In previous Science Capsules, we discussed how satellites stay in orbit, and the different orbits they can occupy. But what about planets? How do they orbit stars? Well, the answer comes in threefold with Kepler’s Laws. As a quick background, Kepler was a German astronomer, born in 1571, right in the middle of the Scientific Revolution. This historical period, for anyone who is not aware, was arguably the first time since the Roman Empire that Western Europe started exploring new scientific concepts. However, the transition to this era was not a smooth one. Coming off the back of the Middle Ages, most of Western civilization was still looking to the Church for everything, including scientific matters. Therefore, scientists questioning the Church’s teachings, such as Copernicus and Galileo with their heliocentric model of the Universe, were not treated kindly by the religious institution.

Many will remember when Galileo was made to renounce his beliefs that the Earth revolved around the Sun because of his iconic quote regarding Earth’s motion, “Eppur si muove” (And yet it moves.) Still, the need for scientific change was there. And with it came a movement of new ideas. One that would also contribute to the birth of the Enlightenment. This is what we have come to know as the Scientific Revolution. And here is where Kepler, with his laws of planetary motion, took center stage.

## How Kepler Changed the World of Astronomy

Before tackling the motion of planets, Kepler was a mathematics teacher. This math background would turn out to be crucial for the work he ended up doing in astronomy. After all, he was not the first one to hypothesize that planets were orbiting the Sun. Therefore, to leave his mark on the field, he needed to do something different from his predecessors. That something turned out to be the mathematical formulation for a planet’s orbit. This feat is even more impressive when considering that Kepler did not have access to one of math’s greatest tools, calculus. In fact, Sir Isaac Newton was not even born by the time Kepler died. Regardless, Kepler was able to use the math and physics at his disposal to come up with the laws of planetary motion that are still used to this day.

## Kepler’s Laws of Planetary Motion

The basis of Kepler’s work was the heliocentric model proposed by Copernicus. However, he did not limit himself by following everything that was in said model. The biggest change he made to Copernicus’s theory was the shape of the planets’ orbits. In the Copernican model, the orbits were circular. But when Kepler started observing the motion of the planets during his time as assistant to fellow astronomer Tyco Brahe, he concluded that a planet’s orbit must be elliptical. This would lead to the first of his laws.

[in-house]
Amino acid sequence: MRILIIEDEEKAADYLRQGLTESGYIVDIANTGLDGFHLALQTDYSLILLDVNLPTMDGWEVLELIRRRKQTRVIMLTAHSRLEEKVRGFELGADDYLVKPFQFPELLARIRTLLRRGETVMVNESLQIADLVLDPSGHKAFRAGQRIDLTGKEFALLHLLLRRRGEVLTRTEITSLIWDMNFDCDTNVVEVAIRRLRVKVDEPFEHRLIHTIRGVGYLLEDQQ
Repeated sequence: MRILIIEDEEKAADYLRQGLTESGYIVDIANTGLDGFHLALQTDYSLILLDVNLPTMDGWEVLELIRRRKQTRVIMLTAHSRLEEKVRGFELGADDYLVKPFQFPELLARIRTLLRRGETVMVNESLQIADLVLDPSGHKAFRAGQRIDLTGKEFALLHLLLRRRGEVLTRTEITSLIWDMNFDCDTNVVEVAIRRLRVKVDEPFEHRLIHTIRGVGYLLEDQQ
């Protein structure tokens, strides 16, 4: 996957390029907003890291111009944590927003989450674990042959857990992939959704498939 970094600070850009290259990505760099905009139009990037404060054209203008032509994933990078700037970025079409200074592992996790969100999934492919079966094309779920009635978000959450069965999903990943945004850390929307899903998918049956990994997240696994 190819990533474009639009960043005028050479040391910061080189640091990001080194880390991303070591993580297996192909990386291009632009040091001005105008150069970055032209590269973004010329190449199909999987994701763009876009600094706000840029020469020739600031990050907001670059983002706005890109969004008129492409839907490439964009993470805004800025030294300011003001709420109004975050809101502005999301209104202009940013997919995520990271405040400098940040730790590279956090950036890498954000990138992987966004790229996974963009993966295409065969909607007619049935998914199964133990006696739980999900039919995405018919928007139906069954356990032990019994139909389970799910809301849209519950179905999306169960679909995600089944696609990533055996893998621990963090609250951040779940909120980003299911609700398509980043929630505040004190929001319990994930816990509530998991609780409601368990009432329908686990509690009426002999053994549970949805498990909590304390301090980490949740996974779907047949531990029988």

### Kepler’s First Law

A planet’s trajectory around the Sun is elliptical. An ellipse, unlike a circle, has two foci. This implies that the Sun must be at one of the foci, while the other focus would be at the opposite end of the planet’s orbit. Therefore, a planet’s distance to the Sun is constantly changing. From this we also get the concepts of Aphelion and Perihelion, the furthest and closest points to the Sun in a planet’s orbit, respectively. In mathematical terms, we have the following equation for an ellipse:

Where:

### Kepler’s Second Law

The second law Kepler formulated for a planet’s orbit is as follows:

An imaginary line going from a planet to the Sun sweeps out equal areas across the same length of time. This is a concept that has everything to do with angular velocity. As the planet moves closer to the Sun, the radial line from one to the other gets smaller, meaning the angular velocity must increase in order to stay in line with this law. Mathematically speaking this is actually a relatively simple concept to explain with the use of the following derivatives:

Where:

For an ellipse the area is given by:

Where:

Relating it to the period T, we get

Therefore:

However, remember that calculus had not been formulated yet. And still, Kepler was able to come up with this law using only the physics and math at his disposal.

### Kepler’s Third Law

In his final law Kepler stated that:

The squares of the orbital period of planets are proportional to the cubes of their orbits’ semi-major axes. For anyone wondering, the semimajor axis is the line that runs from an ellipse’s center, through a focus, to the edge of the ellipse. Interestingly, Kepler discovered this law in an attempt to find what he called the “music of the spheres”. This led to the law getting named the Harmonic Law. Using the math available at the time, Kepler expressed this concept in the following way:

Yet again, however, we can derive this using one of Newtown’s discoveries. In this case his law of gravitation:

Where:

Expressing the angular velocity in term of the orbital period we get back the relationship that Kepler had found.

This becomes:

Which can be expressed as:

Something that is worth noting for all the Kepler’s laws is that we still use them as bases today. That goes both for the astronomy field and the aerospace one.

As a final, little fun fact to close this science capsule out, at the time of their formulation, Kepler’s Laws were discredited by many scientists. Among these, as an ironic twist of fate, was Galileo himself.